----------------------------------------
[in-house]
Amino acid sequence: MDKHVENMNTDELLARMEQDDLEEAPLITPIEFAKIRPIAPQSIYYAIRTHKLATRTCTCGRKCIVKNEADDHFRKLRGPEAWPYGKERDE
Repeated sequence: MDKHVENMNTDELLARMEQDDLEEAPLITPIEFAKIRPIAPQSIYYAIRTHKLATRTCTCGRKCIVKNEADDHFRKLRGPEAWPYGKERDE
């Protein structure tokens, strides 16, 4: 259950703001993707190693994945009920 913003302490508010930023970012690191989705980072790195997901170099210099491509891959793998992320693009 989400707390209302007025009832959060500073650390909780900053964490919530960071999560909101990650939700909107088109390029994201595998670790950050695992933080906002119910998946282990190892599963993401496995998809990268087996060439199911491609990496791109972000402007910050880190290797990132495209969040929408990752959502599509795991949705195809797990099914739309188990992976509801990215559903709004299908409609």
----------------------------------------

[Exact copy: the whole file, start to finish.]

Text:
[in-house]
Amino acid sequence: MDKHVENMNTDELLARMEQDDLEEAPLITPIEFAKIRPIAPQSIYYAIRTHKLATRTCTCGRKCIVKNEADDHFRKLRGPEAWPYGKERDE
Repeated sequence: MDKHVENMNTDELLARMEQDDLEEAPLITPIEFAKIRPIAPQSIYYAIRTHKLATRTCTCGRKCIVKNEADDHFRKLRGPEAWPYGKERDE
């Protein structure tokens, strides 16, 4: 259950703001993707190693994945009920 913003302490508010930023970012690191989705980072790195997901170099210099491509891959793998992320693009 989400707390209302007025009832959060500073650390909780900053964490919530960071999560909101990650939700909107088109390029994201595998670790950050695992933080906002119910998946282990190892599963993401496995998809990268087996060439199911491609990496791109972000402007910050880190290797990132495209969040929408990752959502599509795991949705195809797990099914739309188990992976509801990215559903709004299908409609």